As estate planning attorneys that work with senior citizens on a daily basis, we hope that this information can help you or your family member understand the risks of isolation and loneliness, as well as the benefits of building more social connections.

Federal Programs to Help Caregivers for the Elderly

Federal Programs to Help Caregivers for the Elderly

daughter and mother sitting on benchAs estate planning attorneys, we know it can be very overwhelming for family members to care for their aging parents or spouse. Between dealing with health issues, grappling with medical insurance and complex financial concerns, it’s understandable that so many people struggle with finding the appropriate elder care. Luckily, there are several federal programs that have been developed to support family caregivers, and a recently published article on the AARP website details the government assistance options that are currently available.

Before researching these programs, we recommend starting a file with useful documents about your parent or spouse’s finances, work history, military background, and overall health. This information will be helpful for you to determine which federal programs you may be able to receive support from. The National Council on Aging’s BenefitsCheckUp program is also another great resource that will ask a few simple questions to help you find appropriate benefits.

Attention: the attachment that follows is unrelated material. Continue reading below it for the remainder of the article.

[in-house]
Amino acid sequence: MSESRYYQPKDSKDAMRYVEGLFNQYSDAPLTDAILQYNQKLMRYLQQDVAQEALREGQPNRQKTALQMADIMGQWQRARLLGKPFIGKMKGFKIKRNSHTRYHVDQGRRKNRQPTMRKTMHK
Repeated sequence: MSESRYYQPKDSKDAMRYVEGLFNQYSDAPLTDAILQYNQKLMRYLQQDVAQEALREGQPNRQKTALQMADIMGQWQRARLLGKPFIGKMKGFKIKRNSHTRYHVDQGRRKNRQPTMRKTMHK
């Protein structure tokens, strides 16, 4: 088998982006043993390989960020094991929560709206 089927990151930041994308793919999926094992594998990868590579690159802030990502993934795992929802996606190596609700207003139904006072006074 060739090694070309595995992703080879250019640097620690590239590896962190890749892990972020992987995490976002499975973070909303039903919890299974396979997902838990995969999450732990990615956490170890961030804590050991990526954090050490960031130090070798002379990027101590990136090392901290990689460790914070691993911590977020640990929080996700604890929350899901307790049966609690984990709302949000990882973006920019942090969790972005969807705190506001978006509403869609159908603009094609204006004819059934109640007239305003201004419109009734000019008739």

Most senior citizens aged 65 or older already have or qualify for health coverage through Medicare, so it’s important for caregivers to understand how Medicare works. The Medicare website clarifies everything, from hospital stays to prescription drugs and medical insurance plans. You’ll also find sections that explain billing terms, which procedures are covered, finding caregiver and financial support services, and information on how to care for someone with a disability or chronic condition.